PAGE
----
The South Adams County Water and Sanitation District’s position on Hydraulic Fracturing

Based upon information that we have received from the Colorado Oil and Gas Association, “Hydraulic Fracturing” is a process that uses fluids to create a crack in oil or gas bearing formations by utilizing hydraulic pressure. The operators continue to inject fluids into the crack fracture to make it grow larger, and finally they place small granular solids into the crack to ensure that it will remain open after the hydraulic pressure is no longer applied. The purpose of this process is to increase the rate at which the well is capable of producing oil or gas.

Concerns that have been voiced about these operations are potential impacts to air, groundwater and structural damage to adjacent properties. The District is not involved in the permitting process for fracturing operations and does not review or approve permit applications. The District is aware of all of these concerns, especially possible cross-contamination of groundwater aquifers, because this could impact the District’s groundwater supplies, as well as the supplies of private well users. It has been represented that cross-contamination of groundwater aquifers is unlikely to occur if wells are properly constructed. The District strongly encourages the permitting agencies to require all fracturing operators to utilize proper construction and operating procedures to ensure that none of these fears become reality.

To the extent that these operations are permitted by the State Oil and Gas Commission (and thus are going to occur regardless of who supplies water to the fracturing operator), the issue before the District is whether it will consider requests to lease water for these purposes. Historically, the District’s stated purpose is to provide water and wastewater services within its service area to residential, commercial, industrial and other uses. The District’s Board of Directors has asked the District staff and legal counsel to prepare a policy for these types of short-term water leases for its consideration. It is anticipated that this policy will be drafted and brought to the Board within the next few months. When the Board is asked to consider this policy, it will be included on the meeting agenda for that Board meeting and the public will be welcome to attend the meeting and comment on the proposed policy.

Specific items to be considered for inclusion in the policy will be:
  • An application process for the review and consideration of District staff.
-Timing and duration of use
-Amount of water to be used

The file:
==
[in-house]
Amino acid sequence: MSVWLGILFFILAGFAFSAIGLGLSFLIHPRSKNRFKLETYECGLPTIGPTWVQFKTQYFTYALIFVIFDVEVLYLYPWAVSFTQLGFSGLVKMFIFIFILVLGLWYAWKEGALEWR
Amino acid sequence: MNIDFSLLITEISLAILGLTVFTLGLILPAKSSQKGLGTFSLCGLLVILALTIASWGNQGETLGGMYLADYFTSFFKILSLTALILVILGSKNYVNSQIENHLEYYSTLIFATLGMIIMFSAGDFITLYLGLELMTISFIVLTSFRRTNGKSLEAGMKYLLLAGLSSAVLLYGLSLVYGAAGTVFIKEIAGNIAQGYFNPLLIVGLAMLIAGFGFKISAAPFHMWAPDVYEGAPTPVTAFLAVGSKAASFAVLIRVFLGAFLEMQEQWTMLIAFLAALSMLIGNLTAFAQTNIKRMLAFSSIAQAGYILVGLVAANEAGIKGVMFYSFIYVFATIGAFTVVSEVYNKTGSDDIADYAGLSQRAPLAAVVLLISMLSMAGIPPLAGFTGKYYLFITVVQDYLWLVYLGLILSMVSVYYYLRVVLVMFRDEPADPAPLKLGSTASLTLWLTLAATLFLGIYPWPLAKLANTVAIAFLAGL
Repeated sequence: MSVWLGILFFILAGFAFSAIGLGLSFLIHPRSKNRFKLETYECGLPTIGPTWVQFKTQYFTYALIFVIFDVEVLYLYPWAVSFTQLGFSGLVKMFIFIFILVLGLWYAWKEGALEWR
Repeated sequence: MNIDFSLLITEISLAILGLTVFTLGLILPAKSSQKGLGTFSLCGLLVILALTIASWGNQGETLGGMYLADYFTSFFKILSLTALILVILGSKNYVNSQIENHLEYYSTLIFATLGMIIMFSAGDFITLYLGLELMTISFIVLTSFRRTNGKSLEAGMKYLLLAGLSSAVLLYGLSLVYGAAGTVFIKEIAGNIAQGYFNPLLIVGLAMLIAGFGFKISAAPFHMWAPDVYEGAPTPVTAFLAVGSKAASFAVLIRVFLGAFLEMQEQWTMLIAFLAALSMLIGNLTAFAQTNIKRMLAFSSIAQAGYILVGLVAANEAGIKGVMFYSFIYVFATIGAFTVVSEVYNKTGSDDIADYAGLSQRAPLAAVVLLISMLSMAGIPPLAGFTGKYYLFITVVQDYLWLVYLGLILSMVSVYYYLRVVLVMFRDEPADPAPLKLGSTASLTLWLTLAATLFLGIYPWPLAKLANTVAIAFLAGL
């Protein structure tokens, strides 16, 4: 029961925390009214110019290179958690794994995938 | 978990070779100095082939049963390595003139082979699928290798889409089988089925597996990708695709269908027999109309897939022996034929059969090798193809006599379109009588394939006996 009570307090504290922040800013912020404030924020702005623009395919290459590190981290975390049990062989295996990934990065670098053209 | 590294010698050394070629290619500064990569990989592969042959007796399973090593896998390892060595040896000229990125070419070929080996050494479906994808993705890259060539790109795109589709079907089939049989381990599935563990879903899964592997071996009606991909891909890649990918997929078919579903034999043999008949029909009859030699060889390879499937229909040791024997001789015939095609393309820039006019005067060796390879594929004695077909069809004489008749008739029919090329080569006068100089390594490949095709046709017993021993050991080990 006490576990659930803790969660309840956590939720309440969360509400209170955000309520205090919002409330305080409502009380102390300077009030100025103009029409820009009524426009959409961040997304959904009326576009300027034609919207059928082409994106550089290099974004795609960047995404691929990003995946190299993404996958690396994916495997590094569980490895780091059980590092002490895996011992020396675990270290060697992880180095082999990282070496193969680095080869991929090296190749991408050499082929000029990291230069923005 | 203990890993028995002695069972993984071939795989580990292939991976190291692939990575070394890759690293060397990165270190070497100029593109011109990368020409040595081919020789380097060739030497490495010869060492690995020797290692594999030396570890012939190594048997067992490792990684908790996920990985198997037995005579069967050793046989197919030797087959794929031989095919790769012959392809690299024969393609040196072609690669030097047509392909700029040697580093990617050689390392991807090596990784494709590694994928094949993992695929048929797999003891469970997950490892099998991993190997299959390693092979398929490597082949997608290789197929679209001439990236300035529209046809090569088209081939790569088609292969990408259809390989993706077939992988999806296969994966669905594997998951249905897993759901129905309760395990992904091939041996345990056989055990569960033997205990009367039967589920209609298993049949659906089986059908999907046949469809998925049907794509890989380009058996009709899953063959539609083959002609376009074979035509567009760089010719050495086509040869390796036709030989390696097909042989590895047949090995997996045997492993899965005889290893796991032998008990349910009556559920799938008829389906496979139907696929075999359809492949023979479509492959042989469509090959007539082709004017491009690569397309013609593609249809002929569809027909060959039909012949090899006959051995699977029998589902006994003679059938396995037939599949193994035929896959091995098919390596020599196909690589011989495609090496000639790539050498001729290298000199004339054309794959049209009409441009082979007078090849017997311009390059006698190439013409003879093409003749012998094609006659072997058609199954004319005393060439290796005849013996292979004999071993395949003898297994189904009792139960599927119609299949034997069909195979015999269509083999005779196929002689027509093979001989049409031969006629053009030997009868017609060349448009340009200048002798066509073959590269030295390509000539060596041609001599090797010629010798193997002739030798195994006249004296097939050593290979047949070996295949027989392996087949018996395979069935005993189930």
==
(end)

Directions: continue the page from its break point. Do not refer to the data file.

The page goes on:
-Location of use
-Verification that this use will not negatively affect the District’s ability to provide water to our residential, commercial and industrial users.
-Method for taking the water (hydrant, physical connection)
-Proper metering and backflow prevention
-Cost – ensure that all short term leases pay an appropriate amount for the water that they are using.
-Ensure that all governmental permits have been issued for the anticipated use
-Ensure that the lessee has provided the local governmental agencies (Commerce City or Adams County) with proper notification and has properly coordinated any public notification processes and/or meetings necessary for the intended use.
-Ensure that the lessee is utilizing proper waste handling procedures for all chemicals used in their processes as well as wastewater treatment, recycling and disposal.
  • An agreement form that can be utilized in these instances to explain all of the requirements and understandings between the District and the leasing party.
  • A stated policy for short-term leases within the District’s service area, as well as consideration of whether there should be a policy for requests to use District water resources outside of the District’s service area. The District’s Rules and Regulations state that no future service is available outside the District’s service area except as specifically authorized by the Board of Directors.
To date, the District has issued only one hydrant permit to a party that is associated with fracturing operations. That permit was issued to Select Energy Services (“SES”) on November 7, 2011, and expires in May 2012. For the month of November, SES reported 453,700 gallons of water usage. SES has reported that it will not be using any water in December. SES has paid the construction hydrant charge of $4.87 per thousand gallons for its water supplies. A typical District residential customer pays an average of $3.77 per thousand gallons for their water needs. SES will be informed that for any future uses of District water, SES will have to go through an approval process similar to the process that will be included in the final policy for short term water leases.

Again, it is very important to remember that the District is not involved in the permitting of these fracturing operations.